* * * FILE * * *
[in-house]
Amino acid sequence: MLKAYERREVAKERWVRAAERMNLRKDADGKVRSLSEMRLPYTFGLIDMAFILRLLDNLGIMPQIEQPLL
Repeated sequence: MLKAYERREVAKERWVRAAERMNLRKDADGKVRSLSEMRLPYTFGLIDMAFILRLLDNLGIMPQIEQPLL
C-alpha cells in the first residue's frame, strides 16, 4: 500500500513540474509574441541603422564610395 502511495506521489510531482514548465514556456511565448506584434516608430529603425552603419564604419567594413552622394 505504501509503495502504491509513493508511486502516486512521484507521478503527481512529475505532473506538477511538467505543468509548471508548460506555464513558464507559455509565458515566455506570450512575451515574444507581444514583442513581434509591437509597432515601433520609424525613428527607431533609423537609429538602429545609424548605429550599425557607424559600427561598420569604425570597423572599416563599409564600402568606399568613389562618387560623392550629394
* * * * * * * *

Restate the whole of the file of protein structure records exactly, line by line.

[in-house]
Amino acid sequence: MLKAYERREVAKERWVRAAERMNLRKDADGKVRSLSEMRLPYTFGLIDMAFILRLLDNLGIMPQIEQPLL
Repeated sequence: MLKAYERREVAKERWVRAAERMNLRKDADGKVRSLSEMRLPYTFGLIDMAFILRLLDNLGIMPQIEQPLL
C-alpha cells in the first residue's frame, strides 16, 4: 500500500513540474509574441541603422564610395 502511495506521489510531482514548465514556456511565448506584434516608430529603425552603419564604419567594413552622394 505504501509503495502504491509513493508511486502516486512521484507521478503527481512529475505532473506538477511538467505543468509548471508548460506555464513558464507559455509565458515566455506570450512575451515574444507581444514583442513581434509591437509597432515601433520609424525613428527607431533609423537609429538602429545609424548605429550599425557607424559600427561598420569604425570597423572599416563599409564600402568606399568613389562618387560623392550629394